Maestro Checco Ongaro, who passed away this week in Murano, was among the first Muranese glassblowers willing to work with American artists. Born in Murano in 1929, Ongaro was the eldest son in a family of seven children. A strong and compassionate man, he married his wife Rina Dalla Valentina and raised his family there, living his life on the island known for glass. He worked a nearly 40 years at Venini, the famed design glass factory, and in many ways his career following the path of a traditional Muranese worker’s life. He learned his craft well moving up through the ranks on the hot shop floor, and became one of the youngest maestros at Venini working with a team to produce for the factory. But there was one key difference that would have a major impact on the arc of American glass art.
As the first American artists were making their way to the island of Murano, some by invitation of Paolo Venini and then under the direction of his son, Ludvico Diaz de Santillana, Americans were drawn to the Venini factory as a place to learn and hopefully realize their designs. Thomas Stern, Dale Chihuly, Richard Marquis, Dan Dailey, James Carpenter, Benjamin Moore and others all went to the Venini factory to learn the traditions, techniques of the craft and material. Not every Venini maestro was eager to work with the American artists. Checco Ongaro, the youngest maestro on the floor stepped forward to work with the artists and their designs. From that connection, the work of some of the most noted artists working in glass were realized in glass through his skillful hands.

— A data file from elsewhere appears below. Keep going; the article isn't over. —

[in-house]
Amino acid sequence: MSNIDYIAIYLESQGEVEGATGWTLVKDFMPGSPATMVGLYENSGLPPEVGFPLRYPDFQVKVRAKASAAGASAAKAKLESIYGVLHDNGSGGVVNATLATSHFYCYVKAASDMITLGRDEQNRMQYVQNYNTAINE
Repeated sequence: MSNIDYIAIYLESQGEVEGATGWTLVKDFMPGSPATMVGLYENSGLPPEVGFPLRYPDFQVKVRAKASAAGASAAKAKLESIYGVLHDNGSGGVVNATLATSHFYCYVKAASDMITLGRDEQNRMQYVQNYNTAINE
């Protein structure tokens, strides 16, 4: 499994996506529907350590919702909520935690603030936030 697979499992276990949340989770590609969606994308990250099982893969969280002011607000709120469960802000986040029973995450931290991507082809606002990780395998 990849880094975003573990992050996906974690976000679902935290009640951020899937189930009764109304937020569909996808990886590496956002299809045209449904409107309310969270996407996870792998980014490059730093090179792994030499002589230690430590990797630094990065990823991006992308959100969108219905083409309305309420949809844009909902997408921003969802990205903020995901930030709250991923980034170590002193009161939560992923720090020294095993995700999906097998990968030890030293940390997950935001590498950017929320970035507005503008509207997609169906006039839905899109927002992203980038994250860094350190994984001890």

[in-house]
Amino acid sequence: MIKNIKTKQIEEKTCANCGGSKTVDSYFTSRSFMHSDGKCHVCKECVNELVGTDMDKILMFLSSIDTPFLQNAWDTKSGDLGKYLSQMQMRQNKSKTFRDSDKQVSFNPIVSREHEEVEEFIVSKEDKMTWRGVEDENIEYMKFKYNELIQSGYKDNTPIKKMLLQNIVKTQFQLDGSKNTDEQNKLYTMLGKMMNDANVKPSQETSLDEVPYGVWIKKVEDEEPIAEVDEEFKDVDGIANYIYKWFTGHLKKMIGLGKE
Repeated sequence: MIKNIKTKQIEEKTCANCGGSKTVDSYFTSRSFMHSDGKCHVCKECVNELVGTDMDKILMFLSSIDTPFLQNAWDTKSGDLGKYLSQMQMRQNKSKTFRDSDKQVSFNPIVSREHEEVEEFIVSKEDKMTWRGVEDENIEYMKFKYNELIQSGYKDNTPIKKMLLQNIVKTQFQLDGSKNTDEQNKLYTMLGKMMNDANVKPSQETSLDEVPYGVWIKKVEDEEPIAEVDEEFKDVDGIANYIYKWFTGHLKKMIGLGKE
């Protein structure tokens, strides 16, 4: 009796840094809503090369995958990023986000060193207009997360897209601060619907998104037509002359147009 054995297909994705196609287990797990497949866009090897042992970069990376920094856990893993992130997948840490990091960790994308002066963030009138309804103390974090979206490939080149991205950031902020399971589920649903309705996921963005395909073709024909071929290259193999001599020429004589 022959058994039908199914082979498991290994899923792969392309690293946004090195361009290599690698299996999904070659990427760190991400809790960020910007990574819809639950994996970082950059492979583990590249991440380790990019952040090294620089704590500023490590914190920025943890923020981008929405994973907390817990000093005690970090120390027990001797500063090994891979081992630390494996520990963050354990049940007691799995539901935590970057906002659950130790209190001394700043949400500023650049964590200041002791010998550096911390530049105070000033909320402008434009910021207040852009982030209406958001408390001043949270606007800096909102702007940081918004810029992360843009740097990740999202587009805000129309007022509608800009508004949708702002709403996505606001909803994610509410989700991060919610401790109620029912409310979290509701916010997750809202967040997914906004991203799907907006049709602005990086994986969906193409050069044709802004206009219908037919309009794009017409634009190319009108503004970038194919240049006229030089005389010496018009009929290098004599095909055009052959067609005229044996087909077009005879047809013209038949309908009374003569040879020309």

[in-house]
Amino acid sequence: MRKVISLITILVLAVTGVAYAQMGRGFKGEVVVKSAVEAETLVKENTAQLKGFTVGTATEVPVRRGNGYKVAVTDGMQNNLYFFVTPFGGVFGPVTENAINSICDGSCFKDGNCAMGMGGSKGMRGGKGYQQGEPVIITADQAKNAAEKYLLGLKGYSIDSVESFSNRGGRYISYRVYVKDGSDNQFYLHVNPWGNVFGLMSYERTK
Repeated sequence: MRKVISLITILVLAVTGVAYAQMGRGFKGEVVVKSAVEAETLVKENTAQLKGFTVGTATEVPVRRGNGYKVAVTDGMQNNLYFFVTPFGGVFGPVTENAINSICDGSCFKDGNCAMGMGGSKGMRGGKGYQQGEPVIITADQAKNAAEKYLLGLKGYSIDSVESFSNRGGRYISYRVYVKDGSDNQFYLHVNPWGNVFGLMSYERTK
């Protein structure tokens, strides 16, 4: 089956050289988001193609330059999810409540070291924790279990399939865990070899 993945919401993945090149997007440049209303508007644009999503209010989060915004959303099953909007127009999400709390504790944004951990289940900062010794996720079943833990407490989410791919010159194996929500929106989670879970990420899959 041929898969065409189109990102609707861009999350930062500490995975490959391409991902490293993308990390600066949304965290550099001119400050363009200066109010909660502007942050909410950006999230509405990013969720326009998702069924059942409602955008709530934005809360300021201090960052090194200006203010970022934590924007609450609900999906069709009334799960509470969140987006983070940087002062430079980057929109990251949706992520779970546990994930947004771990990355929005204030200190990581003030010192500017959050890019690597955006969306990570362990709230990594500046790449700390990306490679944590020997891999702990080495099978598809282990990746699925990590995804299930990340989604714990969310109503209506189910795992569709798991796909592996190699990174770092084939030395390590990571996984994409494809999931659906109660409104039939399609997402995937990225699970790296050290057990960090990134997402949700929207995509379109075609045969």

In 1978, Ongaro was invited by then Pilchuck artistic director Benjamin Moore to come to the U.S. to teach. Though unheard of for Muranese maestros to offer instruction outside of the factory, Ongaro he accepted the offer and taught that summer at Pilchuck. Ongaro was invited again the next year but declined, recommending his brother-in-law maestro Lino Tagliapietra to go in his place. Ongaro would return to Pilchuck teach several times, including in the 1990s with Tagliapietra, and again in 2003, when he taught with Moore.
Benjamin Moore shared his thoughts on the passing of his close friend and pivotal figure in the history of Studio Glass:
“I had the great honor of inviting Checco to Pilchuck. But prior to that, all of the Americans that went to the Venini Factory to work, (starting with Thomas Stearns, Dale Chihuly, myself, and so many more) everybody worked with Checco. He had such a beautiful, open personality and this unique quality and willingness to share, which was atypical of the Muranese glassblowers at that time. His first time at Pilchuck he came with his wife Rina and I acted as his translator. He didn’t speak much English then, so it was really a visual experience, watching this virtuoso in glass working. It was mind blowing for us all.”
--Pamela Koss, the former executive director of the Glass Art Society, spearheaded the 2018 Glass Art Society conference in Murano.